As noted in a previous post, the understanding of many Christian doctrines has been influenced by an eroding faith in the authority of the Bible as the Word of God. While we have seen that a strict adherence to biblical inerrancy is not necessary for salvation, it is surely an important doctrine for the health of the Church at large. I have recently quoted BB Warfield arguing that the biblical testimony of its own authority and inspiration is like an avalanche; while each individual stone in an avalanche may be easily avoided by one with some presence of mind, avalanches do not come one stone at a time, but all at once. In the same way, while a single verse of scripture testifying to its own inspiration may be disregarded with some clever interpretation, one would have to throw out the entire Bible to avoid the clearly biblical doctrine.

I should note quickly that I am not intending here to make a robust argument for the actual inspiration and authority of the bible. That may be tackled at some later time, but is not currently my intention. Rather I am simply trying to show that the Bible does teach the doctrine of its own authority stemming from its divine origin. It will take much more work to show that the Bible is correctly teaching this doctrine.

Presently, I shall discuss three New Testament verses which are explicitly relevant to the doctrine, and explain what they do and do not tell us. In a future post I may discuss the dozens of verses which less directly attest to the doctrine. Most of the content of these posts comes from Warfield's The Inspiration and Authority of the Bible.

This is the fourth part in the series on Kenneth Kitchen's On the Reliability of the Old Testament.  For some introductory remarks on the Exodus, see Part III of this series.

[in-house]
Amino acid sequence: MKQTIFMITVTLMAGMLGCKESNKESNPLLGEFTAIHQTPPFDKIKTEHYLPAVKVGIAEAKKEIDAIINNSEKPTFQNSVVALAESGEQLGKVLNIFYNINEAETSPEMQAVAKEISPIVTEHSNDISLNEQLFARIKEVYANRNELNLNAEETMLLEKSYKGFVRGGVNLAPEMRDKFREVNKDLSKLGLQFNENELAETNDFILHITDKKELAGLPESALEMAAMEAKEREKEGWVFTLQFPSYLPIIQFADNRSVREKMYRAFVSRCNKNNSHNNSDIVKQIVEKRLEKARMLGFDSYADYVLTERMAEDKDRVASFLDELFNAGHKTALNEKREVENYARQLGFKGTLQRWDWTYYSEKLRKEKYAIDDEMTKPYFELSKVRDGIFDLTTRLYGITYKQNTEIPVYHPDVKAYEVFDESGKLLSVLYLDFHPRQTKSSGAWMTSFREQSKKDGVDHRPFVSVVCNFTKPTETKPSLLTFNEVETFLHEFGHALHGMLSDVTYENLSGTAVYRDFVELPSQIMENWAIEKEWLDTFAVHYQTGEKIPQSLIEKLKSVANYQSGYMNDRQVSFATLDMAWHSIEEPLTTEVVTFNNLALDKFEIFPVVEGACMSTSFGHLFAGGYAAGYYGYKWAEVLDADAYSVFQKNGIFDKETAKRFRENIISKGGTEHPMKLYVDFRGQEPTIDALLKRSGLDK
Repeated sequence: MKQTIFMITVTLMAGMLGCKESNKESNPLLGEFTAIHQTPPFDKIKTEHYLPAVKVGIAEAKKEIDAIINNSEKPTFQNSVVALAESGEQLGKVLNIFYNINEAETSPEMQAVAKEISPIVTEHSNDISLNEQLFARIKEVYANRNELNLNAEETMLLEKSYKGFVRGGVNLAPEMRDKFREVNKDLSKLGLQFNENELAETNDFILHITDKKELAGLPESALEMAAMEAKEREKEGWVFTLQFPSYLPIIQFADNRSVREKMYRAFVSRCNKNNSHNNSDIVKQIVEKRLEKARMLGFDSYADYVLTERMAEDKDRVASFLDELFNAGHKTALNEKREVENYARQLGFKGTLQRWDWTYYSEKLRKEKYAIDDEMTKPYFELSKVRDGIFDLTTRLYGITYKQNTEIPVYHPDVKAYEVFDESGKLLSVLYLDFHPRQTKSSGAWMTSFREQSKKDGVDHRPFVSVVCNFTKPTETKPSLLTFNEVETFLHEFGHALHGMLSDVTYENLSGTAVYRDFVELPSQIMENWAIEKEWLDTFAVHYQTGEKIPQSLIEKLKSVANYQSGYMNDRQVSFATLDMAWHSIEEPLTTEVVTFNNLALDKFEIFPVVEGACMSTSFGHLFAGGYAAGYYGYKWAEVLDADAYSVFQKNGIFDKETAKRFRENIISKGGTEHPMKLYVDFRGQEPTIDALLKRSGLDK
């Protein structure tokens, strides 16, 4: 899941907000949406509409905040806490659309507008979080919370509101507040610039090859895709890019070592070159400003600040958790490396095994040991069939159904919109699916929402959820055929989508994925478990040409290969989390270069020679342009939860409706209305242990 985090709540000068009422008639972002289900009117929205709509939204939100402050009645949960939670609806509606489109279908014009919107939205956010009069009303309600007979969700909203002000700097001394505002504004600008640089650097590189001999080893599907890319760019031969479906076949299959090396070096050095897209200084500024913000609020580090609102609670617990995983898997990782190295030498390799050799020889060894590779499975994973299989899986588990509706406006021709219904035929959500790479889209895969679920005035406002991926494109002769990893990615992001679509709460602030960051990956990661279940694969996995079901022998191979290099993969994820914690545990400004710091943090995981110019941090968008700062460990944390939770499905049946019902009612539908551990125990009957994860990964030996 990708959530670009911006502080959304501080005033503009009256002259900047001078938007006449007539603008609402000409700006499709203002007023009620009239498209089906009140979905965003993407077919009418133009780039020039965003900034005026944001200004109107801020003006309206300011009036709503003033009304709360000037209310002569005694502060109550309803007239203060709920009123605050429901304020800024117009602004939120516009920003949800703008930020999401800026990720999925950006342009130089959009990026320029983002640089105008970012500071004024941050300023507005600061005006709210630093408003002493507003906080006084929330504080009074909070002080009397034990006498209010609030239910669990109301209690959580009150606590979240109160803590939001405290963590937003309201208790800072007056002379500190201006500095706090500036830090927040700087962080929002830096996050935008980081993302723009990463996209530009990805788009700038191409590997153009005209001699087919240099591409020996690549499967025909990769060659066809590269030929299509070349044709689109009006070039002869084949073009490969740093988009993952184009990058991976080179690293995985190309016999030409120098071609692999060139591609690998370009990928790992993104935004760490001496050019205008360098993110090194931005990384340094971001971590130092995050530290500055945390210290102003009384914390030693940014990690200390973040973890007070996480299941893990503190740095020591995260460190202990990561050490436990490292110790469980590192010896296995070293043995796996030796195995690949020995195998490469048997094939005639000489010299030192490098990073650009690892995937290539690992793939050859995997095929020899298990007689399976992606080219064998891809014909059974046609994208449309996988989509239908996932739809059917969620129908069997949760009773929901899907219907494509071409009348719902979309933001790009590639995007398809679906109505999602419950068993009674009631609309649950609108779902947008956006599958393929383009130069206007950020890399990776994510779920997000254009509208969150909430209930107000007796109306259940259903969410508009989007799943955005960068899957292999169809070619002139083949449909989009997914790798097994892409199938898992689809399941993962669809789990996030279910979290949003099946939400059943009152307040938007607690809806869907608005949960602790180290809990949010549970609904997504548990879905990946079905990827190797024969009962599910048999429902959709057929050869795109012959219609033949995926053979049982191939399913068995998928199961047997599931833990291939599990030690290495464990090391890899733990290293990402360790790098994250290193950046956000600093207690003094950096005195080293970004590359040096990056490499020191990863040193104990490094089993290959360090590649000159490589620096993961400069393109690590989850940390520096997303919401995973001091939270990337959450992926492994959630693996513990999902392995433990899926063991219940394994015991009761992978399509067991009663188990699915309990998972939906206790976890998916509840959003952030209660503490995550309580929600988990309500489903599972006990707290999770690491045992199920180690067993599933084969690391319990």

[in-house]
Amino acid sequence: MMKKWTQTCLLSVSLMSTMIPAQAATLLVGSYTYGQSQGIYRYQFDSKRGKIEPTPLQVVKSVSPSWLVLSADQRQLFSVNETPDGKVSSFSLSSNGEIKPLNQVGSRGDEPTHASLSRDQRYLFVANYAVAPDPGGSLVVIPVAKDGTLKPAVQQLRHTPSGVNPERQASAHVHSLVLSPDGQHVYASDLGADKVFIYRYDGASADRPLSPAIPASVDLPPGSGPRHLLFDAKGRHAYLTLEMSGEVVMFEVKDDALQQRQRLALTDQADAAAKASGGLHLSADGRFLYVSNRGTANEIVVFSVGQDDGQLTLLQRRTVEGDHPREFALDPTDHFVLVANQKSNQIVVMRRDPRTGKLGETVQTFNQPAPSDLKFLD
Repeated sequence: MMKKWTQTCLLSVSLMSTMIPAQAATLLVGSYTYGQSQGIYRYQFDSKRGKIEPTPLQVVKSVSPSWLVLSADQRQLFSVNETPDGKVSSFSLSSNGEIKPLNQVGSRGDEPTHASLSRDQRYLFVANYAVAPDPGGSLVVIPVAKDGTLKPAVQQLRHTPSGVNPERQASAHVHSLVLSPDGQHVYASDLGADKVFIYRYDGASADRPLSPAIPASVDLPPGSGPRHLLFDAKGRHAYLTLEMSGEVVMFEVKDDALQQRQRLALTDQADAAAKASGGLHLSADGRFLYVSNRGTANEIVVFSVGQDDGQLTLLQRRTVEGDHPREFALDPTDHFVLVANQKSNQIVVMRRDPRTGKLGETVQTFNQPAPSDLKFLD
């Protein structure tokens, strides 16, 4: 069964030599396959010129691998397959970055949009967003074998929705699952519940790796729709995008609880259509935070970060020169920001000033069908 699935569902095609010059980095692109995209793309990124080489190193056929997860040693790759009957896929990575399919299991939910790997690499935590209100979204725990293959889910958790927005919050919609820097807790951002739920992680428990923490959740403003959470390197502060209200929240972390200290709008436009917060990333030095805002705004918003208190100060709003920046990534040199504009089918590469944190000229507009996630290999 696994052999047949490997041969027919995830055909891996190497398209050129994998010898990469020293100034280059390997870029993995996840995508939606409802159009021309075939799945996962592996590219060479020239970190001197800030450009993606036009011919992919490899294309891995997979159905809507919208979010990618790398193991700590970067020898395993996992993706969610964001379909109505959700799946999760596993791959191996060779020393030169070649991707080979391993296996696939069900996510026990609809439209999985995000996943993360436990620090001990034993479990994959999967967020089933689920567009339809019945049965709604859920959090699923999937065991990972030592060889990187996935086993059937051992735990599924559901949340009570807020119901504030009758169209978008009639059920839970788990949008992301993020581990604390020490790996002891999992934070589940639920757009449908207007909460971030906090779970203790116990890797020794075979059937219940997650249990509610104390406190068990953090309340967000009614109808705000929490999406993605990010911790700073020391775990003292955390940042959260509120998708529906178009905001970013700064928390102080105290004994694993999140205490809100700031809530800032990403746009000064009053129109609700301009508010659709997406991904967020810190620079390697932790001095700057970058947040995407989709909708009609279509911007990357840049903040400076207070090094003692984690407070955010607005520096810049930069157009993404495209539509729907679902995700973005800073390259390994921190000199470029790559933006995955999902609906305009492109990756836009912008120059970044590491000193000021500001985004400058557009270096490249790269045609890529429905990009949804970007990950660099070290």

Now on to the exodus itself.  First off, from the 18th century (BC) onwards, there were several attempts (some successful, some failed) by people groups to move out of their rulers' land.  This provides some precedence for the exodus of the Israelites.  So, the criticism that the exodus itself is a ridiculous idea because no one could possibly escape the iron grip of Egypt is off-base.

Looking at the text of the book of Exodus, it is worth trying to surmise the Israelites' likely path based on topography, conditions, and logistics.  For example,  the "sea" - yam suph in Hebrew - plays an important role in the Israelites' journey .  The translation "Red Sea" is based upon the Latin Vulgate which itself follows the Septuagint; however, the original Hebrew, suph never meant "red".  The translation should be "reeds/rushes, marsh (plants)", as it is in Exodus 2:3-5 (reed basket to conceal Moses) and Isa. 19:6-7.  The term yam suph is also applied to the Gulf of Suez (Num. 33:10-11) and the Gulf of Aqaba (Num. 21:4 and others), which both extend from the "Red Sea".  This also solves the problem of how the Israelites crossed a yam suph but passed others later; if it were simply a single "Red Sea", it would not make sense; as it is, the term yam suph could have been applied to several bodies of water.

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